Monday, July 13, 2015


Once again, we have a home grown massacre that focuses our attention on a long standing problem in the American psyche. If it were just one sick soul as perpetrator, we could relegate him to the prisons of the mentally ill or to death row. But we all know the soul sickness is deeper than that. 

From what we have heard and read so far, it's likely the killings in the church in Charleston were motivated by racial hatred. We are forced to confess once again that nowhere in a country that celebrates equality and freedom, can one escape the reality of racial divide and injustice, if not outright hate, even in church. 

It's ironic that in the same week we experienced the murders in Charleston, we heard the story about Rachel Dolezal, the Seattle NAACP President who resigned because of the controversy over her race. Her birth certificate says she is "white." She has been passing herself off as "black," saying in a recent interview that she has identified with being African American since a young age. It makes one think of the recent attention on the transgendered, where one's identity, one's psyche or soul, is different from one's physical characteristics.

Or consider the irony of how blood quantum is used to determine whether one is "Indian" or not. Because of intermarriage, the "red race" and the "white race" have gotten all mixed up. So in order to be considered Native American by Native Nations and the U.S. Government, you need to know your genealogical history so you can prove you're maybe 1/8, or whatever, of Indian blood.

And then you have what Native Americans call "wannabes," the whites who would like to be Indian. Some who make a life in Indian country may well believe they have the soul of an Indian, like Rachel Dolezal believes her true identity is African American. 

The irony multiplies when we look seriously at the origins of the concept of "race." There is good reason to believe the concept started with the German philosopher Christoph Meiners in his The Outline of History of Mankind in 1785. Meiners proposed two races, Caucasians and Mongolians. He considered Caucasians (from the southern Caucasus region) more physically attractive because of their paler skin ("whitest, most blooming and most delicate skin"). He also considered them more sensitive and morally virtuous. Europeans with darker skins he considered "dirty whites," mixed with Mongolians.

His work was continued by one of the founders of anthropology, Johann Blumenbach, who added the study of skull structure and facial features to skin color distinctions. He wrote On the Natural Variety of Mankind in which he identified the "White, Yellow, Brown, Black and Red" races.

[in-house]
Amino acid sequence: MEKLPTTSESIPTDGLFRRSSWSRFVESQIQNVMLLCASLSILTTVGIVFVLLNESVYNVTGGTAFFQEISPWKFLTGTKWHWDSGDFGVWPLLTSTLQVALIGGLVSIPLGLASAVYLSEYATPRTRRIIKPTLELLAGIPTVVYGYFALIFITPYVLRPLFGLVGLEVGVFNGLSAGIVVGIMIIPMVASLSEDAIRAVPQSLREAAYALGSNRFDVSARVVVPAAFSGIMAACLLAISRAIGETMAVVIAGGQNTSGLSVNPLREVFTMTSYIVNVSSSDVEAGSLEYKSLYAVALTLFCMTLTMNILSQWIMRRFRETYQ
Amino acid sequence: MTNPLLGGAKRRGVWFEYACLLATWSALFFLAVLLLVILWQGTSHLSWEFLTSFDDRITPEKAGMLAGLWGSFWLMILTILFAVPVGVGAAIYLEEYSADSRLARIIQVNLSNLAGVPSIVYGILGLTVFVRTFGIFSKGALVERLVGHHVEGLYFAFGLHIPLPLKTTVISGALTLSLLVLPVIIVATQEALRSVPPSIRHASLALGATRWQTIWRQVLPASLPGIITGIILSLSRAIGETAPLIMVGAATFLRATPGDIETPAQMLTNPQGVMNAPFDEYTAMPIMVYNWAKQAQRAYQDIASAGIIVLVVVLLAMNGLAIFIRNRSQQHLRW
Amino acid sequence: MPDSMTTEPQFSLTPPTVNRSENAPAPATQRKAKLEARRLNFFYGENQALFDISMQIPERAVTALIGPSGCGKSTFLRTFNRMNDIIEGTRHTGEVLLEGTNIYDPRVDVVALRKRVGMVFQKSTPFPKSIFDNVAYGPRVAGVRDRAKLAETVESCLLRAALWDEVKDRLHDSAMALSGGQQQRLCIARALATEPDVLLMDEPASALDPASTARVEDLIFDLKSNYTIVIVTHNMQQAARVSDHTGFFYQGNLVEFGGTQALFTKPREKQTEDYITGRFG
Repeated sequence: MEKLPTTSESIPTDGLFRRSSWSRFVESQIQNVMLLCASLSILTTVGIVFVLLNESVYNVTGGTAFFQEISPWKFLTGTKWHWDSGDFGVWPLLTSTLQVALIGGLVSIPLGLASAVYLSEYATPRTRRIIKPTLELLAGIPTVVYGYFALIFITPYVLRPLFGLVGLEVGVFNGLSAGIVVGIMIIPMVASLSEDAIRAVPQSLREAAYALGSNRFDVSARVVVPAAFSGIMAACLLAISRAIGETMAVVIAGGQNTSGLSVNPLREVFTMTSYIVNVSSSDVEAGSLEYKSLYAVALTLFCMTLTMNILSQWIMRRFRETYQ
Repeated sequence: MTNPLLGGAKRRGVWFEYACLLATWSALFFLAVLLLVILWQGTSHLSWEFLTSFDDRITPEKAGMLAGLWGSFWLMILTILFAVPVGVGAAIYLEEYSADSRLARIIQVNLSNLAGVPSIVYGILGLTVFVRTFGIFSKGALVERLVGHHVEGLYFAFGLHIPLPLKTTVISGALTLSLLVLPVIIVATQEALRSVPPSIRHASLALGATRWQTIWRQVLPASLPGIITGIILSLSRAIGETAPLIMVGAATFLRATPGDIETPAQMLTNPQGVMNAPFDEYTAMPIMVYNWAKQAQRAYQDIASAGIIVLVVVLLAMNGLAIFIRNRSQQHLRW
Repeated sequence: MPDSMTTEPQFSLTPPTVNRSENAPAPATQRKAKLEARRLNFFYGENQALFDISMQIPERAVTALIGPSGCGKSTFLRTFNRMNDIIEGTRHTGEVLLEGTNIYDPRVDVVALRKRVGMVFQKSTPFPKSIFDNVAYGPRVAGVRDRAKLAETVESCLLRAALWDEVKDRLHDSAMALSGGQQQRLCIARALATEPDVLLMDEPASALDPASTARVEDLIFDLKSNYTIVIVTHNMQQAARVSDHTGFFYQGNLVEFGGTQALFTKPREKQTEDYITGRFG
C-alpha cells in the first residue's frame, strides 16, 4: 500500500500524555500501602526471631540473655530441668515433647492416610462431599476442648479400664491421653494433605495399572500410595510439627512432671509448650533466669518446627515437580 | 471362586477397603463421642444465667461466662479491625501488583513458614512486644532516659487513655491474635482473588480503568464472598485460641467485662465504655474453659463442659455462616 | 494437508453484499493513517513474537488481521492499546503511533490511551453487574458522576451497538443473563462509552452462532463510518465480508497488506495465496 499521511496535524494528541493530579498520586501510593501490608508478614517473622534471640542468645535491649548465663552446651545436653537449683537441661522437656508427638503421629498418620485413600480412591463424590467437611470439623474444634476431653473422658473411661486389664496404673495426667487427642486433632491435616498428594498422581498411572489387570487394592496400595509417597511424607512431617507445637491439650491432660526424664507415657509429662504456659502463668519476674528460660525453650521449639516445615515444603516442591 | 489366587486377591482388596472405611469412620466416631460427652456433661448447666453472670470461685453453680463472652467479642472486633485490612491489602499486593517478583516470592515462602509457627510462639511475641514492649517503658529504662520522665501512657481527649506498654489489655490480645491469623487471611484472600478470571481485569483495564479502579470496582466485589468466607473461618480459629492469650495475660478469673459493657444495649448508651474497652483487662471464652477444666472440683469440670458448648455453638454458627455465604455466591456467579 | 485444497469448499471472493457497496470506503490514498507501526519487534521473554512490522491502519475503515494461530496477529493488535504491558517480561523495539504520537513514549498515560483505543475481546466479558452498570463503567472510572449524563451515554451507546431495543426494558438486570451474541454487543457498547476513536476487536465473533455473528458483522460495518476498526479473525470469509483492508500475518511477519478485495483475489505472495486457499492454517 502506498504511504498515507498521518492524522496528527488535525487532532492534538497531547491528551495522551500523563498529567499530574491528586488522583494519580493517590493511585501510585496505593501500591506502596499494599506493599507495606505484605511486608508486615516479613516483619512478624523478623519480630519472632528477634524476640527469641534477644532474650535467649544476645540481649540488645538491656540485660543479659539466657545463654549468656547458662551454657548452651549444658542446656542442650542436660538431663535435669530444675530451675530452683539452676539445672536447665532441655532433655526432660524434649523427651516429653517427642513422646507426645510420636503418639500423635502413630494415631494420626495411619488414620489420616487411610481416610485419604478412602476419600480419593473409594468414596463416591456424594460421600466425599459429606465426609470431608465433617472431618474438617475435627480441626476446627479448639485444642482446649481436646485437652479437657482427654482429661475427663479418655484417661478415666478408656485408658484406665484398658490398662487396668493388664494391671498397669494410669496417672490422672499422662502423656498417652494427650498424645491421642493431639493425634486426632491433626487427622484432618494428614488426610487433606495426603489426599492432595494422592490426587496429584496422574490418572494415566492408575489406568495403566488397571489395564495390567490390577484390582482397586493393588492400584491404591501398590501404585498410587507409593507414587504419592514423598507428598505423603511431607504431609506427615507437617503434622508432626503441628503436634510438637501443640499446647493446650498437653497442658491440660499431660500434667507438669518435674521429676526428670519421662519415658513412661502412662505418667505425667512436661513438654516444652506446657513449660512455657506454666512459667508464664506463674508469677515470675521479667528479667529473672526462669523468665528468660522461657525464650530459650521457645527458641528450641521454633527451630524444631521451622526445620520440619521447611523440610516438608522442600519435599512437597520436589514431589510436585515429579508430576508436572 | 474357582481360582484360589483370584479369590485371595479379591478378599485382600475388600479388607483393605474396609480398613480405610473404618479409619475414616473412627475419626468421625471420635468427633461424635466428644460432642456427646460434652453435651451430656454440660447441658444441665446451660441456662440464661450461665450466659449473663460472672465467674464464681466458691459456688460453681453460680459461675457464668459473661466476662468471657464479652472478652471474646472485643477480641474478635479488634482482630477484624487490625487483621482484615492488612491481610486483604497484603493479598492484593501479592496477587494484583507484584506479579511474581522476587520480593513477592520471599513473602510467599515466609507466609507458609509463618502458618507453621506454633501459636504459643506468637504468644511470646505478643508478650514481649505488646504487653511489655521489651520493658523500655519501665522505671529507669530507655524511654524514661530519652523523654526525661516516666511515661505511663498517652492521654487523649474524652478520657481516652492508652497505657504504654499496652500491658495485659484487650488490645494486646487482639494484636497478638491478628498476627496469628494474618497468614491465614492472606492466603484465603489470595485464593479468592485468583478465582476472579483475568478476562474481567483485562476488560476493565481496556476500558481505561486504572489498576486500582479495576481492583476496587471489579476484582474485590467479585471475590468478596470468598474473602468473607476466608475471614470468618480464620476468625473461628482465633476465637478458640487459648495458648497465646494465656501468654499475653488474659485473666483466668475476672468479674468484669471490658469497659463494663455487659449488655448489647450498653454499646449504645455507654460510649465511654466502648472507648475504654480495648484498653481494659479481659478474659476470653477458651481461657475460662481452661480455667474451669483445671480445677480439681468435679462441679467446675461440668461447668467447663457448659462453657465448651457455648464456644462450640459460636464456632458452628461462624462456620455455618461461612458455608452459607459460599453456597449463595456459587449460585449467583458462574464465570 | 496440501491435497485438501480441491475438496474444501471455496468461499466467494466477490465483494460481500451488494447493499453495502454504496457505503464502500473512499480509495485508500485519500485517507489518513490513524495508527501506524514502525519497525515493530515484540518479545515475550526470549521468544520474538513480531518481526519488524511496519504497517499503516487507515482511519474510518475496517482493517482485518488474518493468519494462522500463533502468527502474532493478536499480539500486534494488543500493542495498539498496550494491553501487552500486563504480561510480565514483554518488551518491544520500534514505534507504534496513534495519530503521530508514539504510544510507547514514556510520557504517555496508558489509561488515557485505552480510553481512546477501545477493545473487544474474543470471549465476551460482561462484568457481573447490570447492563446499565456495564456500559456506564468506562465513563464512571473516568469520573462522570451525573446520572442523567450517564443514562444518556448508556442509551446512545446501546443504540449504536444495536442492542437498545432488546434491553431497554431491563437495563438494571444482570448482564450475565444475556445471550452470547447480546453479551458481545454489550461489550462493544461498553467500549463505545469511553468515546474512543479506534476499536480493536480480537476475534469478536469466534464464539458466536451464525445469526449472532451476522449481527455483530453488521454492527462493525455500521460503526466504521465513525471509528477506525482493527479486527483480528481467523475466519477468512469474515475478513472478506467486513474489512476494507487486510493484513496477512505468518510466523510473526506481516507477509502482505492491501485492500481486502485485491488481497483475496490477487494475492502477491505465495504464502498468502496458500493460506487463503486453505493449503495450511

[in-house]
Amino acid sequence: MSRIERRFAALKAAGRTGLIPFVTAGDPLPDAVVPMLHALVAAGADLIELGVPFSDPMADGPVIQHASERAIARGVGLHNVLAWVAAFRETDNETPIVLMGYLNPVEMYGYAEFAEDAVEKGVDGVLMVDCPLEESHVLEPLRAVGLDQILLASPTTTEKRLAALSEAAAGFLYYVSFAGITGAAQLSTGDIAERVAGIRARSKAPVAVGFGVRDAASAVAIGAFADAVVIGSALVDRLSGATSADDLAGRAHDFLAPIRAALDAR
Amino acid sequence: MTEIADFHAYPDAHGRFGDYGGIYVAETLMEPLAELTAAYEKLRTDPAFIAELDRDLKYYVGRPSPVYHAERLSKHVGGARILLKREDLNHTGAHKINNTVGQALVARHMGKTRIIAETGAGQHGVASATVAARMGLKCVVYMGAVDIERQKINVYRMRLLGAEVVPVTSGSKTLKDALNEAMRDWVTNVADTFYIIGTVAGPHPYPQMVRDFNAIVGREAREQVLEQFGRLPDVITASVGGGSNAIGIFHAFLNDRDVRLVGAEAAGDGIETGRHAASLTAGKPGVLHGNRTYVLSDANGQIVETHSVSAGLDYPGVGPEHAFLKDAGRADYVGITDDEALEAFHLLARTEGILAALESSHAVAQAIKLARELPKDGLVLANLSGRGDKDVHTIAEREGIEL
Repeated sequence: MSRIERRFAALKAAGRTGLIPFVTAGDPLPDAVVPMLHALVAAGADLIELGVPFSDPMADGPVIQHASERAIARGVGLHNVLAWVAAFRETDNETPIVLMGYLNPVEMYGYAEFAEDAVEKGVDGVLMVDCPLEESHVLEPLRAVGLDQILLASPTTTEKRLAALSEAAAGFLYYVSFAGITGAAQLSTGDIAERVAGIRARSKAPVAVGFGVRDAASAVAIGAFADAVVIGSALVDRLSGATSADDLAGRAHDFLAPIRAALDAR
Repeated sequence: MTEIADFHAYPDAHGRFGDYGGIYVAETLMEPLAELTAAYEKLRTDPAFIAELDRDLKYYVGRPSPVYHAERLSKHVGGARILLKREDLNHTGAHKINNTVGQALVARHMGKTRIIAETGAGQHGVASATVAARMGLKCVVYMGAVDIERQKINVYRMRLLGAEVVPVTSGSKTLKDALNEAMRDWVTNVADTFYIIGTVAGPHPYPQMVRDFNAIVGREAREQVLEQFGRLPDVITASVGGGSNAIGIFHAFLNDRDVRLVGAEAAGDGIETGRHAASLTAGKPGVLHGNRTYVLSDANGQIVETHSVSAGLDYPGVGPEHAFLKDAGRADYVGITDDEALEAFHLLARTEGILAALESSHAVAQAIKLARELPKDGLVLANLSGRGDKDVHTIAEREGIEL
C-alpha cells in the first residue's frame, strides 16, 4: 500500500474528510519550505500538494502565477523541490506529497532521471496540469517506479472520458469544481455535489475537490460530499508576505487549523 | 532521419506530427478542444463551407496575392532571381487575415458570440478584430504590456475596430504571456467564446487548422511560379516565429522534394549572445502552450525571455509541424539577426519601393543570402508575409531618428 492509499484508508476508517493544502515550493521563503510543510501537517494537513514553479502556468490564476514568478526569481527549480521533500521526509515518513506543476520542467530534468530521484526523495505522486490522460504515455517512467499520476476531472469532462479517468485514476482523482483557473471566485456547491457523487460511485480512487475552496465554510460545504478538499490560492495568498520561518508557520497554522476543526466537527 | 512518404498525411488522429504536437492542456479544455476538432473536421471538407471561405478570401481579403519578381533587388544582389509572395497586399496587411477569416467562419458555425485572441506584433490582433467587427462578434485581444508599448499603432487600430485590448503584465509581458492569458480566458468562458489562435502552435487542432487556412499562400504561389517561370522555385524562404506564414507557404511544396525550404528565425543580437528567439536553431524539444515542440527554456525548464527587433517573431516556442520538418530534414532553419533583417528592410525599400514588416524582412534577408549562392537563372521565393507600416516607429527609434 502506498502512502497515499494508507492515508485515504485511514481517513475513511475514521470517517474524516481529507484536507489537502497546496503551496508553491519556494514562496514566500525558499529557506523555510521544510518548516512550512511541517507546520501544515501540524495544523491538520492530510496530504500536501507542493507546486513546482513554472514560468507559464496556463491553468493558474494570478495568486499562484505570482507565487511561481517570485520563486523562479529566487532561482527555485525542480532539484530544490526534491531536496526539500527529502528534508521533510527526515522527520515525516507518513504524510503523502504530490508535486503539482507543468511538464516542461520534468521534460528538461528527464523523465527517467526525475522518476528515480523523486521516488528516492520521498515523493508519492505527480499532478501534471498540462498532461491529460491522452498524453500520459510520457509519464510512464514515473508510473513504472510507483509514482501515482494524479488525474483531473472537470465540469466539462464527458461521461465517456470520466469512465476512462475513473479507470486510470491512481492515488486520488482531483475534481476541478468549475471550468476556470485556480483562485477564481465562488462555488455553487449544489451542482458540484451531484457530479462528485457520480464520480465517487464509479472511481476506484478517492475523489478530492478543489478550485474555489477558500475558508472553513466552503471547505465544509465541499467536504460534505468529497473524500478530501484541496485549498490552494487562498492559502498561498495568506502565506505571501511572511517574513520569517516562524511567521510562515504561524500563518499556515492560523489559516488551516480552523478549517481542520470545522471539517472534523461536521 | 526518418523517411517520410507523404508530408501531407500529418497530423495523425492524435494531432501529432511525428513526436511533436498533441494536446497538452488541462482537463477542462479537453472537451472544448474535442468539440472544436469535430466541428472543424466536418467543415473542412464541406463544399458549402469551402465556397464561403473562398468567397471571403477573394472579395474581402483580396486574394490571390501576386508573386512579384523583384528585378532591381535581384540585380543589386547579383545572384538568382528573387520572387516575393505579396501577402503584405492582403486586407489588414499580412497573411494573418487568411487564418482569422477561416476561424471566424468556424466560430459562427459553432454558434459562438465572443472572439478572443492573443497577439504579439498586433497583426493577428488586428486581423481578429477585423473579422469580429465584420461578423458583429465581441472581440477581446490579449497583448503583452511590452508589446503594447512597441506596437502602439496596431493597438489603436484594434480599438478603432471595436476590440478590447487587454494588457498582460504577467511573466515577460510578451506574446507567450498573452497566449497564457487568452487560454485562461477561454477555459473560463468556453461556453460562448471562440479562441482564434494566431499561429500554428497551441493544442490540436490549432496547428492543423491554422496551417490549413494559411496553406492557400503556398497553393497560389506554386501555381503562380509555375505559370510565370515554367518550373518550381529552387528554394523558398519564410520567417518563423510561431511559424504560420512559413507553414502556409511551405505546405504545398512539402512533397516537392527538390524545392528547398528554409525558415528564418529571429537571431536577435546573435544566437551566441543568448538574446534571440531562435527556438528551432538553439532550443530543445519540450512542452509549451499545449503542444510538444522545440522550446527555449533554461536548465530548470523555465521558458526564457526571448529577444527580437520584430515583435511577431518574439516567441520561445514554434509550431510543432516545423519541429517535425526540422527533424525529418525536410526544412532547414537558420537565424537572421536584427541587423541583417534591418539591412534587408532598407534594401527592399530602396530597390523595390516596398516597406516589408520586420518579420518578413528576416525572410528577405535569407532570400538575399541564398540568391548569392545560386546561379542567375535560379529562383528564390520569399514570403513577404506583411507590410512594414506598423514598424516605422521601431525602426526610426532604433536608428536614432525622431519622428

Both Meiners work and the work of Blumenbach have been used over the years by scientists and others to justify political policies like segregation, immigration restrictions and other opinions rooted in prejudice and stereotyping. Just listen to some of the candidates running for President in the U.S. today and you hear some of the same racially based stereotypes. 

The reality is, there is only one race, the human race. Don't get me wrong. The color of your skin makes a difference, a huge difference in this country and elsewhere. Racial distinctions are still implicit in all of our social institutions. But it's not something inherent in who we are as people. Whatever distinctions are made, whether on the basis of skin color or skull structure or facial features or cultural characteristics or genealogy, the writers of the Genesis story and the Preamble to the Declaration of Independence were right, we are all created equal. Distinctions we create to make someone else the other, aren't a given. We make them. At base, we're all humans. 

It's astonishing what lengths people will go to, to separate themselves from others who they see as below them. One could say that those who would use human differences to separate the beloved from each other, are falling victim to Christianity's original sin. There are several ideas as to what Adam and Eve eating the apple represents. But in God's eyes, in the Genesis story, the first humans are trying to be more than they are meant to be. They lack humility!

One gets the same message in the story of the tower of Babel in the Hebrew Scriptures. This is the story that tells us of the origins of our human divisions. What is the cause? Once again, it's the attempt to be more than we are created to be. It's that sense of human arrogance that we can reach the heavens and be like God ourselves. It's a sense of moral and spiritual entitlement (and in the American empire; economic, military, political and racial entitlement). 

Perhaps the fundamental human value in short supply is humility. It's hard to shoot up a church when you're humble. When it comes to race and racism, a little humility mixed with a fundamental commitment to the human race, could go a long way.

Carl Kline

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